Ditchling Museum of Art + Craft, Ditchling

3.0
#4 of 6 in Things to do in Ditchling
Now showing: 'The Book Beautiful: William Morris, Hilary Pepler & The Private Press Story' | 'Dyeing Now: Contemporary Makers Celebrate Ethel Mairet''s Legacy | 'Tadek Beutlich: Beyond Craft' | 'John Vernon Lord: A Catalogue of Life'.

Ditchling became a centre for visual arts and crafts in the early 20th century. The museum holds a nationally important collection of works by the artists and craftsmen who were drawn to the village. Ditchling Museum of Art + Craft offers a unique environment to see the objects in the village they were made.

Some of the artists associated with Ditchling and included in the Museum collection are Frank Brangwyn, Eric Gill, Philip Hagreen, Edward Johnston, David Jones, Ethel Mairet and Hilary Pepler.

The Museum reopened 21 September 2013 following a major refurbishment by Adam Richards Architects. A refurbished 18th Century cart lodge forms the entrance, café and shop and leads you to a beautiful new build made from engineered timber and then into the reimagined exhibition space.
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Ditchling Museum of Art + Craft Reviews
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TripAdvisor Traveler Rating
TripAdvisor Traveler Rating 3.5
94 reviews
Google
4.3
TripAdvisor
  • Lovely small museum especially if you want to know more about print. There is also a lovely tea shop selling delicious cakes  more »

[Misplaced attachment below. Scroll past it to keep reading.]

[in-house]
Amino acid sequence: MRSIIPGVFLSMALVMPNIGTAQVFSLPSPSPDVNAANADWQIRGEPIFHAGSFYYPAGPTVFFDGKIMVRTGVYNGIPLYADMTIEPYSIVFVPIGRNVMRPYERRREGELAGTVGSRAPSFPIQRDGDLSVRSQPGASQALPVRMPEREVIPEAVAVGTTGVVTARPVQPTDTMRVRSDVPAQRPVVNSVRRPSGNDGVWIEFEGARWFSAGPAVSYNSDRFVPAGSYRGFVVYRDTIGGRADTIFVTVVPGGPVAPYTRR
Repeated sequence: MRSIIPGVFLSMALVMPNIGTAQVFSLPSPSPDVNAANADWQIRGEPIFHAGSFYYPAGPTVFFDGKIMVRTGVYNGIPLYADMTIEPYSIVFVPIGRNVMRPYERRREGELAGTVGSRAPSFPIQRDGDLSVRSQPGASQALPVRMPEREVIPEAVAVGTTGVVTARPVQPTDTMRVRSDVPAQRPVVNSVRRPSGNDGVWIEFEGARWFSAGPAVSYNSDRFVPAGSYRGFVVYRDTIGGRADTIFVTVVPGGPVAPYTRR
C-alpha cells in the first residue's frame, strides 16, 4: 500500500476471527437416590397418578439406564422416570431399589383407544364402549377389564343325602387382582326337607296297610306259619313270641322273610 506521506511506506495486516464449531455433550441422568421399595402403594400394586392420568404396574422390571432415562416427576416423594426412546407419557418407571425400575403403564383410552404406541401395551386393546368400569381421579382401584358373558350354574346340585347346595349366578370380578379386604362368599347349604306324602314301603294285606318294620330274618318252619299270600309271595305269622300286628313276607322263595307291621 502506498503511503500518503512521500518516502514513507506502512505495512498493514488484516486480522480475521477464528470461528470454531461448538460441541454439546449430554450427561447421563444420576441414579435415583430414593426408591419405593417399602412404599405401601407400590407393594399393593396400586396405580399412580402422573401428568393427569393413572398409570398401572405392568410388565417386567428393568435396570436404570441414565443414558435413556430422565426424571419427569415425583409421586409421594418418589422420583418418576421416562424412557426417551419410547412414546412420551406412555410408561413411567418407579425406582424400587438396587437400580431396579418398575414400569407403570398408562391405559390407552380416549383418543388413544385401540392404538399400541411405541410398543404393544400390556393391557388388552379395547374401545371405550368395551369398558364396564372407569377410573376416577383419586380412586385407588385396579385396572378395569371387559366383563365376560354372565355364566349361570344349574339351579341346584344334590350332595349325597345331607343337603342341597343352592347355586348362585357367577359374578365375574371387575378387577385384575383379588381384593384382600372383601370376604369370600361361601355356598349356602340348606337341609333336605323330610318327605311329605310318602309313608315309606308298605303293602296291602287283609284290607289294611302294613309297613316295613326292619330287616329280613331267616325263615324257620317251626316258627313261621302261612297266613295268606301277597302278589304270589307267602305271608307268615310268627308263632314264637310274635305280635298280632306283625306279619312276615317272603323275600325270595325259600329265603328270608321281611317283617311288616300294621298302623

• It is a compact museum detailing the works of the local artists depicted including Eric Gill. It features the many covers of Penguin Essentials designed here. Its worth a short visit if you are in the...  more »
  • Very small museum not worth the £7.50 entrance fee. Also it has an obsession with past resident artist Eric Gill conveniently ignoring the fact he was a serial abuser who should not be celebrated.  more »
Google
  • A newly refurbished building in a lovely location: garden, pond, church nearby - very calm. The museum itself is new and well laid out. The exhibition we saw (Eric Gill) was sadly a bit tame. It focused on Gill, only one of a few artists associated with Ditchling, and specifically focused on his dubious personal life, asking if the art could be separated from the artist - a good premise. Sadly, other than many nude drawings (often of his daughters) and the odd contentious religious piece, this felt superficial. Other unrelated pieces (printing press) felt neither part of, or separate from, the exhibition. Likewise, the minimal mention of other artists. A shame and a missed opportunity. The reading room is nice, and the gift shop / café were fine too.
  • Not enough exhibits in permanent collection. Labels of exhibits are sited at too low a level. Impossible to read easily or comfortably, probably positioned for wheelchair users?
  • Small but rich with interesting exhibits and varied, and often brave, specialist exhibitions. The tea room and shop are interesting and the staff friendly. Love this place. However, to appreciate some of the exhibits, one needs to take the time to read the available brochures and guides.
  • Not much to it, what was there was interesting but it's small. You can do it in half an hour & in my opinion it's not great value for money.
  • A gem of a museum, both for the outstanding collection of craft and design but also beautiful architecture and setting. See Dunstan Pruden's work there and then visit our workshop for a contemporary update!

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